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One of the most notable features of Windows 10 (and possibly also Windows Server 2016) is the proliferation of what Microsoft calls Modern or Universal Apps. Essentially, the applications in these operating systems have been split into two different streams, “Desktop Apps” and “Modern Apps.”
Introduced in Windows 8,Moden Apps represent a departure from the old-style Windows desktop application paradigm. Intended to be modular and easy to deploy, they introduce a single API core layer that allows the applications to be packaged up (as an “appx” package) for distribution to Windows desktops, laptops, phones, and Xbox consoles. The deployment mechanism is the Windows Store or Windows Store for Business (see below).
Modern Apps can easily be created using templates from Visual Studio and either uploaded into the store interface or sideloaded into the Windows installation itself. They represent a departure from the traditional behaviors of installed applications.
Modern Apps location ^
When a user logs on to a Windows 10 or Server 2016 endpoint for the first time, the operating system creates a list of Modern Apps to be loaded by parsing two folders:
Both of these folders contain a list of Modern App packages. The SystemApps folder contains those that are tied to the operating system (Microsoft Edge, Cortana, Settings, the Lock Screen, and even, bizarrely, Xbox). The WindowsApps folder contains those that are not tied to the OS (things like Pictures, Videos, Bing Sports, Calculator, and the annoying Candy Crush Soda Saga).
These two folders are combined to create a folder in the local user profile called %LOCALAPPDATA%\Packages, which contains Modern Apps assigned to the user.
Modern Apps in the Start menu ^
Next, the Start Menu is created (the All Apps area). Unlike in the earlier versions of Windows, in which the Start Menu was a flat filesystem that the user or an admin could manipulate, the Windows 10 Start Menu is a hybrid version containing both legacy and Modern Apps.
The legacy areas are created by querying %PROGRAMDATA%\Microsoft\Windows\Start Menu\Programs. This is not a direct filesystem copy though—empty folders and folders more than one level deep are ignored. The Modern Apps apply themselves to the Start Menu based on the information in %LOCALAPPDATA%\Packages, and given that shortcuts to Modern Apps can’t be created, for instance, on the desktop, you can rest assured that each one will assign itself a Start menu shortcut.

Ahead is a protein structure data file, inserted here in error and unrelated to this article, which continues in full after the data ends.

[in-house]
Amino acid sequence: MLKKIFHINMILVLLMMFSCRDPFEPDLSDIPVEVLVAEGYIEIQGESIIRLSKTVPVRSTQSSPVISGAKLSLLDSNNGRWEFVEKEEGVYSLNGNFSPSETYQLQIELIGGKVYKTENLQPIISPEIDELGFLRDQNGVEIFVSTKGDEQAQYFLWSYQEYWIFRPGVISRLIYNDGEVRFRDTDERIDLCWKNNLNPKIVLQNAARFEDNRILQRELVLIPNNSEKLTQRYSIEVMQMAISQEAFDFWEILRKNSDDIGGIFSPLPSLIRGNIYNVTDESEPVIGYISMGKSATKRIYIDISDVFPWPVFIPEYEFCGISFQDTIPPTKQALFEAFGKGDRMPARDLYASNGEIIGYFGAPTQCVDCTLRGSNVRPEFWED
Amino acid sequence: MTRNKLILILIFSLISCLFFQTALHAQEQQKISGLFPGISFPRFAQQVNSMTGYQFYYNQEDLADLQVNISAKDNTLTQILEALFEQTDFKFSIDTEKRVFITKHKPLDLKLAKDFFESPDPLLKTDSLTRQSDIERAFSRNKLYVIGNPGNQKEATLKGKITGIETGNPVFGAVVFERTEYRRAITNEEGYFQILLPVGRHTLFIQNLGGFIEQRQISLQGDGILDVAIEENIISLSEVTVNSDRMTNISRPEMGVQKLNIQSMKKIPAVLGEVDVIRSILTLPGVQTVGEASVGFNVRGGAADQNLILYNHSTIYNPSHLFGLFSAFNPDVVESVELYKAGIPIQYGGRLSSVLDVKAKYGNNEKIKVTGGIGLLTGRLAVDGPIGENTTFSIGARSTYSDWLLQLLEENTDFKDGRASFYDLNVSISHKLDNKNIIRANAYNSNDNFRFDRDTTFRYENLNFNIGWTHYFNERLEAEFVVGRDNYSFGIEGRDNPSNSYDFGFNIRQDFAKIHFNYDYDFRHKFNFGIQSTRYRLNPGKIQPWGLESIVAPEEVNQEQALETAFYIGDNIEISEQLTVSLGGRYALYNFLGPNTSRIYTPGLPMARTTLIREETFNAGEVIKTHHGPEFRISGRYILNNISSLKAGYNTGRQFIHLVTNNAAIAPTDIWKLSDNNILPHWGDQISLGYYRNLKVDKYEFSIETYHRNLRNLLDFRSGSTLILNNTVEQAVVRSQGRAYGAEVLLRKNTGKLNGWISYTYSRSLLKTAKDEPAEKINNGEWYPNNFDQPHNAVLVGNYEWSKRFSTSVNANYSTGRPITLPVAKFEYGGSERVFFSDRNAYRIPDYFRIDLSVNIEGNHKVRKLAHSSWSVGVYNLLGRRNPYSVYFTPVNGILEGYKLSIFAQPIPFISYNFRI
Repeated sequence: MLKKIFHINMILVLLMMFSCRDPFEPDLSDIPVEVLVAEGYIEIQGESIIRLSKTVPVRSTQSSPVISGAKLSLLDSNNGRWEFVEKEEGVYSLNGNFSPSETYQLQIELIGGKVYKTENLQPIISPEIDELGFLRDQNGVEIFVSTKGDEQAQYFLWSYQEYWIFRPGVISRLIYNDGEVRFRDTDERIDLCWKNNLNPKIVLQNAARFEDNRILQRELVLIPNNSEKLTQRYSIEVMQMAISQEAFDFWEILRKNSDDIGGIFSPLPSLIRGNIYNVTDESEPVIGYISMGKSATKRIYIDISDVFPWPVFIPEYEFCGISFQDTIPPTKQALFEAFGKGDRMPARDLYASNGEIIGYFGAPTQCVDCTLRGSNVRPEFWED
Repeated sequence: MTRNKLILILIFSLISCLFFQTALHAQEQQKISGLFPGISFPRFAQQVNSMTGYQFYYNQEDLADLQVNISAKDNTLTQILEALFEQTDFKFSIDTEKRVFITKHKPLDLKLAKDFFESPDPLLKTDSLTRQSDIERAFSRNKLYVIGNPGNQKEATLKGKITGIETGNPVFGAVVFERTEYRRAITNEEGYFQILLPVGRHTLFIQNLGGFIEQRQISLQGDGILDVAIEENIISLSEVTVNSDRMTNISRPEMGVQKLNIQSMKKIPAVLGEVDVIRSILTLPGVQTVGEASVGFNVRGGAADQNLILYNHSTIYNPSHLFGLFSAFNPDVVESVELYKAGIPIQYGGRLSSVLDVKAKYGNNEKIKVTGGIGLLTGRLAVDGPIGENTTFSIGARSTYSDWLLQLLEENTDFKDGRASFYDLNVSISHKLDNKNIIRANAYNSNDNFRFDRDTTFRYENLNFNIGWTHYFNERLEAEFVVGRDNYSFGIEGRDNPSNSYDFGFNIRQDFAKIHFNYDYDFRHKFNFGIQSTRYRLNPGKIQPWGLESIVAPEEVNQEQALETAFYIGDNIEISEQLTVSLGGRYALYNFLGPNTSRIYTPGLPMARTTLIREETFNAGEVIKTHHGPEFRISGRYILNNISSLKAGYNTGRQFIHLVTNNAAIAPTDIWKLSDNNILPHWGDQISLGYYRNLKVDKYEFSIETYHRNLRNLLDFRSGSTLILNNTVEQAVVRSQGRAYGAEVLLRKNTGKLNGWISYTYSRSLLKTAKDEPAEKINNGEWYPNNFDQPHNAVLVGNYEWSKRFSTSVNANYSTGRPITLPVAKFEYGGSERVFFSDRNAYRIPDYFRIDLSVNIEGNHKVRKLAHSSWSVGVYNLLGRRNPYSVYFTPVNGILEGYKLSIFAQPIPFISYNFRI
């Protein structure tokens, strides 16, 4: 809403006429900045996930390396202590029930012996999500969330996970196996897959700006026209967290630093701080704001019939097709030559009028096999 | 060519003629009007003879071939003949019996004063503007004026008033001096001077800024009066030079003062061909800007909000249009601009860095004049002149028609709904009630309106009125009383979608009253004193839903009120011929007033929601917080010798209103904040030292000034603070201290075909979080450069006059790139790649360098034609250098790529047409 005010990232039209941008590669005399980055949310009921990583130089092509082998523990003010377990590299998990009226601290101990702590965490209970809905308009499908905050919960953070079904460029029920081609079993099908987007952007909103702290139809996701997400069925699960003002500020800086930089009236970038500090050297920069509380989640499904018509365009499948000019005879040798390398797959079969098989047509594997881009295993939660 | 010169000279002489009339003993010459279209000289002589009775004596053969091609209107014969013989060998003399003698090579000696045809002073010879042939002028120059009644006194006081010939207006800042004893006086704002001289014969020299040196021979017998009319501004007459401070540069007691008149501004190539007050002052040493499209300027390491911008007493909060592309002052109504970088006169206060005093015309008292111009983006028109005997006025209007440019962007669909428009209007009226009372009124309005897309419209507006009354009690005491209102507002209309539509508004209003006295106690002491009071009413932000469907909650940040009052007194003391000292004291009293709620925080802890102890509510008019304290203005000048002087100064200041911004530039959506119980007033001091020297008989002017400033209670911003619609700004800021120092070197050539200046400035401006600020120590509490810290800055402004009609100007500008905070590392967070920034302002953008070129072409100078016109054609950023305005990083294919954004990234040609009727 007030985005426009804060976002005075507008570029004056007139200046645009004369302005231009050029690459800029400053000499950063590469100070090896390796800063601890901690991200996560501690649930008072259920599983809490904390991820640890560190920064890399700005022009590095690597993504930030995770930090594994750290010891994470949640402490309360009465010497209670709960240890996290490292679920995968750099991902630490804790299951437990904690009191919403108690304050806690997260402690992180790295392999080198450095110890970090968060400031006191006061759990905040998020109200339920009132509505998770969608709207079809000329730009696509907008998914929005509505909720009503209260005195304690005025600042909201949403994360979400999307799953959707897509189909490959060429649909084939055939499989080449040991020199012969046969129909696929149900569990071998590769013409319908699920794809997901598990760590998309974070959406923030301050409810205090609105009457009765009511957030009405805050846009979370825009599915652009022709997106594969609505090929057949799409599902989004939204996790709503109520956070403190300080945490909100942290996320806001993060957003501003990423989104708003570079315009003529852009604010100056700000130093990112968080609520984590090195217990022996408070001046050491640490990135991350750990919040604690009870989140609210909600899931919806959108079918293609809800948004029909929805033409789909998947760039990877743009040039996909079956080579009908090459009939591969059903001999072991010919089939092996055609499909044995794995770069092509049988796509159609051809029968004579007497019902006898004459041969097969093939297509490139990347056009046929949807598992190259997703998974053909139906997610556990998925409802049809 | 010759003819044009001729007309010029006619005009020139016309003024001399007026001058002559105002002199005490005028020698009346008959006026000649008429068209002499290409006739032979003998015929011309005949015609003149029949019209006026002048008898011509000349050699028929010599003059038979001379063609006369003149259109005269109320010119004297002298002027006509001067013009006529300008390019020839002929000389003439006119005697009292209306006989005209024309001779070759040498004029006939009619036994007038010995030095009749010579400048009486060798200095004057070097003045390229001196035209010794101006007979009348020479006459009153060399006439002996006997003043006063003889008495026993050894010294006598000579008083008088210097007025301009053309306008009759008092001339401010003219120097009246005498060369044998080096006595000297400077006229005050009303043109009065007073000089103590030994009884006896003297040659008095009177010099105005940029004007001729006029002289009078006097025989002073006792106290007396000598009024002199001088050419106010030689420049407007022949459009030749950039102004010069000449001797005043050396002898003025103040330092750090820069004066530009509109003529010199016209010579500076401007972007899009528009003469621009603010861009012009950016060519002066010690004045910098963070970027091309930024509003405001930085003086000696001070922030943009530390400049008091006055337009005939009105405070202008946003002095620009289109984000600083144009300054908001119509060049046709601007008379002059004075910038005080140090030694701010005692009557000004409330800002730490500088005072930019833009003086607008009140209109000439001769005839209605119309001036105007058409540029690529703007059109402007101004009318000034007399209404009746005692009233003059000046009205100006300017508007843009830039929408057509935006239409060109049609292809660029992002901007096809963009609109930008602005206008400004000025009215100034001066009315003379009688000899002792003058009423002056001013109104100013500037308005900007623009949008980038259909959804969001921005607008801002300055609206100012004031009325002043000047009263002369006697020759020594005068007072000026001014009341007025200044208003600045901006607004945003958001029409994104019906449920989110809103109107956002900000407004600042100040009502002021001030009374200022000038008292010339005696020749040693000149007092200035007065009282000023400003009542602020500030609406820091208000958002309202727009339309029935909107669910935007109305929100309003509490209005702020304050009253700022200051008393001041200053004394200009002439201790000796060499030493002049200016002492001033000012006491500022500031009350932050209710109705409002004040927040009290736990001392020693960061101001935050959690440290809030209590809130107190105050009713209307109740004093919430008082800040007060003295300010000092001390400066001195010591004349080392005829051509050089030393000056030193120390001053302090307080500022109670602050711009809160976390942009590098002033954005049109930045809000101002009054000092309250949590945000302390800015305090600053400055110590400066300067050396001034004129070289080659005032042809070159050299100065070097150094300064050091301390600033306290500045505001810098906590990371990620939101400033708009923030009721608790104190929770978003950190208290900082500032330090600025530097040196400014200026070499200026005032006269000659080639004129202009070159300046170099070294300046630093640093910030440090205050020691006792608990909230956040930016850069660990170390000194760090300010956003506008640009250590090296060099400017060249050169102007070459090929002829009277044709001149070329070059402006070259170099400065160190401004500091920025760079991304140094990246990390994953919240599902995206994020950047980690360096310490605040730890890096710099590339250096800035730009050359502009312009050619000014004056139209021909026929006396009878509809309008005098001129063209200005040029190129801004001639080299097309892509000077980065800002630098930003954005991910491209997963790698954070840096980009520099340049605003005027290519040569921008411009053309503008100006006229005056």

Finally, the Live Tiles area of the Start Menu is generated. This is controlled by an XML file in C:\Users\Default\Microsoft\Windows\Shell called DefaultLayouts. The information in this file tells the OS which Live Tiles to generate, including their size and placement. You can override this by using PowerShell or Group Policy to create a file alongside called LayoutModification.xml, which will modify the standard layout. Note that only the Windows 10 Enterprise supports this feature.
Most Modern Apps are one-use applications (like Calculator) or what we might term “data renderers” that simply display file contents (like Movies, Pictures, etc.). However, Microsoft Edge is the exception to this rule—what one might currently term the only “real-use” application amongst the Modern Apps. (OneNote is another exception, but most people use the desktop version of this instead.)
Updating Modern Apps ^
A final interesting point about Modern Apps is their update processes. They update very regularly and on a schedule that runs outside of that traditional tools such as WSUS and SCCM cover. Their isolation should mean that security is much less of an issue, but given that one of the Modern Apps is a browser, then it is not inconceivable that updating this application may be subject to test processes. Right now, there is no established way to manage updates to Modern Apps in an enterprise setting.
On top of this is Microsoft’s tendency to push down new Modern Apps and Live Tiles through this update process. Microsoft Sway is an example of a Modern App that landed, unheralded, on our Windows 10 desktop estate, and the default Live Tiles have recently stopped displaying Twitter and focused more on Candy Crush Soda Saga.
It appears clear that Microsoft is willing to update the DefaultLayouts.xml file that constructs the Live Tiles based on how much the companies concerned are paying. But in the most insidious example of the slow, frog-boiling way that Windows 10 is being turned into an ad-slinging platform, in February of this year various Lock Screen images (don’t forget the Lock Screen is a Modern App too) were replaced by promotional artwork from Rise of the Tomb Raider.
There is a GPO that can mitigate this, found in Computer Config | Admin Templates | Windows Store | Disable automatic app updates. However, this remains a very blunt tool, as you can only turn it on or off entirely. If you need to manage updates, currently your only option is to either allow them all or disallow them all. It is imperative for enterprises that the management of Modern App updates (or at the very least those that may require testing, such as Edge) be brought under the banner of WSUS or SCCM.
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In my next post, I will discuss the management issues of the most popular Modern App: Microsoft’s new web browser, Edge.